An aperture stop is a restriction of the optical beam in a lens system. Lenses have aberrations which are related to the deviation of light rays from the optical axis. An aperture stop eliminates the light rays that deviate more greatly from the optical axis. Thus restricting the rays that enter the lens system will produce a more accurate, more sharply focused image. However when some of the light rays from the object are blocked out the brightness of the image is reduced. In photography this means that the camera shutter will have to be open longer to expose the film adequately.
The time required to properly expose the film is inversely proportional to the intensity of the light reaching the film. . The diagram below shows the relationships involved without an aperture stop and with the light rays from the object being parallel to the optical axis. This presumes the object is at infinity.
In the diagram yo is the radius of the object field and yi is the radius of the image of the aperture. The point F is the focal point of the lens. The focal length is the distance from the midplane of the lens to the focal point. The distance xi is the distance from the focal point F to the image plane. In the diagram it is presumed that the lens is thin enough that the aperture stop can be considered as located in the midplane of the lens.
Let Ao be the area of the object field and Io the intensity of the light per unit area at the lens. This would be the intensity of the light as read by a light meter at the camera. Likewise Ai is the area of the image and Ii is the intensity of the light per unit area at the image.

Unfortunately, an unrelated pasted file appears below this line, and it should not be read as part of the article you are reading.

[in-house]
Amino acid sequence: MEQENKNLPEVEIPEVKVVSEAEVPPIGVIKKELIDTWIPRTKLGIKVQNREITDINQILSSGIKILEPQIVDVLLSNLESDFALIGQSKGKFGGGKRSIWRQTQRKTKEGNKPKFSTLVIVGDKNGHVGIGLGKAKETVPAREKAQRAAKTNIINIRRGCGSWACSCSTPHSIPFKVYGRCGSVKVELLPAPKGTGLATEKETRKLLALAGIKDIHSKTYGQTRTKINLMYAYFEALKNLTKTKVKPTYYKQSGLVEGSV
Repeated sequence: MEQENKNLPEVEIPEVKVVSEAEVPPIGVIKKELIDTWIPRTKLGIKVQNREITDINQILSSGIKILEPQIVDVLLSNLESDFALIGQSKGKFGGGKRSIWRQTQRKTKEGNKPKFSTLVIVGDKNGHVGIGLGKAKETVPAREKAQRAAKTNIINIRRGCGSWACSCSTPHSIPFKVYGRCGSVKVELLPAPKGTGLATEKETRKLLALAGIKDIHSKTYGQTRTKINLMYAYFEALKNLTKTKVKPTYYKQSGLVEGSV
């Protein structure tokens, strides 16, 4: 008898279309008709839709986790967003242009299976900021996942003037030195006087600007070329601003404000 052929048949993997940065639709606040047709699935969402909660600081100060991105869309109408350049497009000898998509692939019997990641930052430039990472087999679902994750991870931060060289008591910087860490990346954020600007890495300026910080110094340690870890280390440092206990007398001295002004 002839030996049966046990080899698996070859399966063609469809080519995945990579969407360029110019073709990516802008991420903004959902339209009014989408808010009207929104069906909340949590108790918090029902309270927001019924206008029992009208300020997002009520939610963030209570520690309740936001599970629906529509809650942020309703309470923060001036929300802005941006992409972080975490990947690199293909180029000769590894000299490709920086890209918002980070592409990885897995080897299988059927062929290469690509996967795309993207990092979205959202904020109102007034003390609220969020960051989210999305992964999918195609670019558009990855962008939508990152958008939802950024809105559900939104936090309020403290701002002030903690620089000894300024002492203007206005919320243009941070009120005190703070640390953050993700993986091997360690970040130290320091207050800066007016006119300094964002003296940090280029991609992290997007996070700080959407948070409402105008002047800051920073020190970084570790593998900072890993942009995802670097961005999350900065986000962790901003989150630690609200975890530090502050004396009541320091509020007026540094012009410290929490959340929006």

Let E be the total energy of radiation impinging upon the lens. The energy impinging up on image plane is the same as E. Thus
The required exposure time t is inversely proportional to Ii; i.e.,
where k is a constant.
By the similarity of the triangles involved
This ratio, yi/yo, is called the magnification ratio. From the above equation it is seen that this ratio is determined by the focal length of the lens and the dimensions of the camera.
When an aperture stop is introduced into the system it will reduce the amount of illumination (radiant energy) received by film on the image plane. The ratio of the energy received with the aperture stop in place relative to what would be received without the aperture stop is given by the ratio of the areas. Let D be the diameter of the aperture and hence ya=D/2. Thus
The intensity of the light reaching the film is then
where K=¼Io(xi/yo)². Thus K is a constant determined by the ambient light intensity Io and the geometric characteristics of the camera, yo and xi and does not change as the camera setting is adjusted. The required exposure time t is given by
where the k1 is a constant and a characteristic of the film. Thus k2 is a constant determined by the characteristics of the fim and the
The ratio (f/D) is known as the f-stop or the f-number of the camera setting.
The above equation indicates that the required exposure time t is proportional to the square of the f-stop number. This means that if the f-number is doubled the required exposure time is quadrupled. If the f-number is increased by a factor of √2 then the exposure time is doubled. Cameras typically have settings so that the f-number can be set to 1, 1.4, 2, 2.8, 4, 5.6, 8, 11, 16, or 22. Thus if the camera gives an exposure time of 1/1000 of a second for f/1 then it will give 1/500 seconds for f/1.4 and 1/250 seconds for f/2.
Telescopes as well as cameras have f-numbers. A telescope at the Yerkes Observatory at the University of Chicago has a diameter of 40 inches and a focal lenght of 63 feet. Thus its f-number is 18.90. In contrast the 200 inch telescope at Mount Palomar has a focal length of 666 inches so its f-number is 3.33.
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